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The evolution step for 40G is 100G (serial). That's the nominal bitrate per wavelength. Nobody would say that a vendor demonstrating 4x10G today would be "pushing 40G technology". So claming that by doing 10x10 "Infinera is pushing 100G" is not technically correct.
Sure, they integrate all the stuff in a chip but they still need 10 lambdas and some kind of link aggregation, so we are talking of two basically different technologies that have a set of different problems to solve.
In DSL this technology is called "bonding" (see G.998.x). It might be better described as "logical concatenation". Making more efficient use of existing technology seems to be the right way to go for these "one of" projects. Applying logical concatenation to optics is a great idea and a decent story. To get the "buzz" in today's press though, you have to have big bandwidth numbers.
But seriously LR, the "100G" title really is misplaced, unless you're going to start labeling other WDM technology by its aggregate bandwidth.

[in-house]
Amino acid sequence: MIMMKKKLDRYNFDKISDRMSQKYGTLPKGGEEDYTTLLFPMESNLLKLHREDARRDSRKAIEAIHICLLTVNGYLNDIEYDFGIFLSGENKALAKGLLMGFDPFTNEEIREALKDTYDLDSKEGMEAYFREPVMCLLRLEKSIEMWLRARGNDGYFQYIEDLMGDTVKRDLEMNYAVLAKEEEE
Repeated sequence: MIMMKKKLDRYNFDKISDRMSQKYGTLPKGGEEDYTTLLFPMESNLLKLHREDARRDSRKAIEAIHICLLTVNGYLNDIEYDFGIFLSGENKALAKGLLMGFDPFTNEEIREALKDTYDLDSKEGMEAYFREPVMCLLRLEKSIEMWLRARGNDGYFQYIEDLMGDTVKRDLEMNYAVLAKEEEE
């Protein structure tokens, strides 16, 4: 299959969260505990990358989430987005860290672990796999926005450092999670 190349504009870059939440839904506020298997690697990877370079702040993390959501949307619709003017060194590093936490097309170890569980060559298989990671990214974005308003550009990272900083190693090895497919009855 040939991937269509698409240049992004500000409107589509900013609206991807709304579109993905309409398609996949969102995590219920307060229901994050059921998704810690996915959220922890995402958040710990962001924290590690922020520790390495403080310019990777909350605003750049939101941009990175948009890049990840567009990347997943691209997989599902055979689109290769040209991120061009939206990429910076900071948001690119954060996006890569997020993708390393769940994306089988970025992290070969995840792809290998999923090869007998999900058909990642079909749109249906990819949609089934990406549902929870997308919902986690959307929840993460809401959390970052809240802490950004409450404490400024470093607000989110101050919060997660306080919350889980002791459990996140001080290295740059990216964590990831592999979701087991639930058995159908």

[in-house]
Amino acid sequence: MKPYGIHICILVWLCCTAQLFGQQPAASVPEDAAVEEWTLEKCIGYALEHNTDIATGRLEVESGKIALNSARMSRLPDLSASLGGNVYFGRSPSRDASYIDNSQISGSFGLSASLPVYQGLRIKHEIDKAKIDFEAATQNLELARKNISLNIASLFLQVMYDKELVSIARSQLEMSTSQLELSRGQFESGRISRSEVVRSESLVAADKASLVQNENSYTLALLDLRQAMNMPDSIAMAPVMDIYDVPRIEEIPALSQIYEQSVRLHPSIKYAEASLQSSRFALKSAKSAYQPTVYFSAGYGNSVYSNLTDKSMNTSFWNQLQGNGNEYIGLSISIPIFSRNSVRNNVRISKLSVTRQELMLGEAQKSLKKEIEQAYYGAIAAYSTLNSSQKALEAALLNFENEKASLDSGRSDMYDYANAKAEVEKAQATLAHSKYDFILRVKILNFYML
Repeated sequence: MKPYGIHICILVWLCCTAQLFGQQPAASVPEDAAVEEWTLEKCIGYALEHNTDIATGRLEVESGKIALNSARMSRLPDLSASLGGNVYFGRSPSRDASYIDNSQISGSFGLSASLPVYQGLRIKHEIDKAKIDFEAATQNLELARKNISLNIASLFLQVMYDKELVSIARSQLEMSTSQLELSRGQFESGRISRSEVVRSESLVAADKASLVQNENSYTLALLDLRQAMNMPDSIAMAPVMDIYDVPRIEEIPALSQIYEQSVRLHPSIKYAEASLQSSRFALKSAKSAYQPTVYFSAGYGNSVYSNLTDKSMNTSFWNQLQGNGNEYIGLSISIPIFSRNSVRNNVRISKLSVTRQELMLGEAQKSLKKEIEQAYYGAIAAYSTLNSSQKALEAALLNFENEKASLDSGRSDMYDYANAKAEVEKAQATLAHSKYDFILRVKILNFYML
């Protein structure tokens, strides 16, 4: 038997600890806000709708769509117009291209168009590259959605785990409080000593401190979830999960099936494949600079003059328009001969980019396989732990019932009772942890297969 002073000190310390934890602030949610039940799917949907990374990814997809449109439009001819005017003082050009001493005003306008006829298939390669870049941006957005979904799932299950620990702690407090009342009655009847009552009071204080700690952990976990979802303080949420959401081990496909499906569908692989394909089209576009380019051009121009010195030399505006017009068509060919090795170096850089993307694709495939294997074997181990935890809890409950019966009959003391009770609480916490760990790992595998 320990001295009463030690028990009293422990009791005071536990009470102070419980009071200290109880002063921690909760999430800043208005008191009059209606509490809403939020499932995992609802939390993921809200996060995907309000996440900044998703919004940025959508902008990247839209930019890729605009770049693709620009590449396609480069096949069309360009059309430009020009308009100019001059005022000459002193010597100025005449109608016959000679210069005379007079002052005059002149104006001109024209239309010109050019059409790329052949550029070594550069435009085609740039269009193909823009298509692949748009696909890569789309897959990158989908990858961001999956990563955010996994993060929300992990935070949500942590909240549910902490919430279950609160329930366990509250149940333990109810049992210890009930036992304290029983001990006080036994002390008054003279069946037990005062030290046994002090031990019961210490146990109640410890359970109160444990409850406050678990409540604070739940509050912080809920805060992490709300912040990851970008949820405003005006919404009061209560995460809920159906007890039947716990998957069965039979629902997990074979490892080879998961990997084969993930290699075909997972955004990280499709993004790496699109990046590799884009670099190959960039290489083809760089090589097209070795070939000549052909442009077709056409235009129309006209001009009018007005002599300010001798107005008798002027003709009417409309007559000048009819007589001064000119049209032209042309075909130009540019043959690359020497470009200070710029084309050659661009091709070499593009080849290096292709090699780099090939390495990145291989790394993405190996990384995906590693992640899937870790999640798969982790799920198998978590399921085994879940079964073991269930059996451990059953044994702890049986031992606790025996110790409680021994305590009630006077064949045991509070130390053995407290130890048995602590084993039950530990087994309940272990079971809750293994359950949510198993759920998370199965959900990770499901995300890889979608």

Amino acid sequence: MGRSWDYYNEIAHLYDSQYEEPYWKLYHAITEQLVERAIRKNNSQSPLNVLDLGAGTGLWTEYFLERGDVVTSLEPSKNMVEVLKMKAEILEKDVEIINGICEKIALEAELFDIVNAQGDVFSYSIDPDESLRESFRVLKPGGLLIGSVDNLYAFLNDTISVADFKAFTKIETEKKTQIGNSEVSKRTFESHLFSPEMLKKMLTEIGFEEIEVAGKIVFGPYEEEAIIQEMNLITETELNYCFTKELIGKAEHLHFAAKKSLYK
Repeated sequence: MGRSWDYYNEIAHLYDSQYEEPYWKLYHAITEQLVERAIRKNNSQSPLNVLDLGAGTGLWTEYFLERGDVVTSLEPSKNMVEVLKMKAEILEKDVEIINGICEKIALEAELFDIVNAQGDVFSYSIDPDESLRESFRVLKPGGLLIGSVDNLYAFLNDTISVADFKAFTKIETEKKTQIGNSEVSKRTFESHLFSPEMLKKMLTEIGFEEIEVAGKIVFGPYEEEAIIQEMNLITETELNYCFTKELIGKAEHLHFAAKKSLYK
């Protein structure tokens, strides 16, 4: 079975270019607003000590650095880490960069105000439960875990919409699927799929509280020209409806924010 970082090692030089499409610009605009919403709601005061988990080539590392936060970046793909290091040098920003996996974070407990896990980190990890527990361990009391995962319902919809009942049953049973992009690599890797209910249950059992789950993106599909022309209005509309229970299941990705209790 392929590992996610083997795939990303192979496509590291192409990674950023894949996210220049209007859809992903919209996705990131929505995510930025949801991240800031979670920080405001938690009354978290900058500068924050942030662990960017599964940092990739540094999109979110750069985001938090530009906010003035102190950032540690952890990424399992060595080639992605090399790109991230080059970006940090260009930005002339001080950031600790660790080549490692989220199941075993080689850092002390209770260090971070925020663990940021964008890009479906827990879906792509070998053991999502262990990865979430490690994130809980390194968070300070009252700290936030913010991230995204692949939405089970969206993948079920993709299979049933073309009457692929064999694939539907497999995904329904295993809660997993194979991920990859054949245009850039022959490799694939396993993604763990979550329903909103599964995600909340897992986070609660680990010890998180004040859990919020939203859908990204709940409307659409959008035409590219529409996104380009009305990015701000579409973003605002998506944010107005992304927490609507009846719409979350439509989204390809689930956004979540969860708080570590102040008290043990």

Exactly! Before you know it they will be installing supercomputers into the attic or basement of every new home. Won't that drive volume deployment of FTTx at 100G levels....
You're welcome to take the "100G" moniker with a grain of salt, but I do think non-serial 100GE is an effort worth following.
Don't laugh. The INQ site just reviewed a PC with TFLOPS power running at 500W. It does all sorts of real-time rendering. They called it a desktop supercomputer. Read it for yourself.
Besides, DOD funded ARPA. That started the Internet if memory serves correctly. They can fund 100-GigE too, if it serves their interests. Apparently it does, given their current budget spends on supers for these nuclear simulations. We have to keep up with N. Korea, after all.
each with good channel separation and at cost effective levels.
Nice that the existing fiber in the SC06 trial was able to handle it, although Bell Labs and Corning would rather not hear that...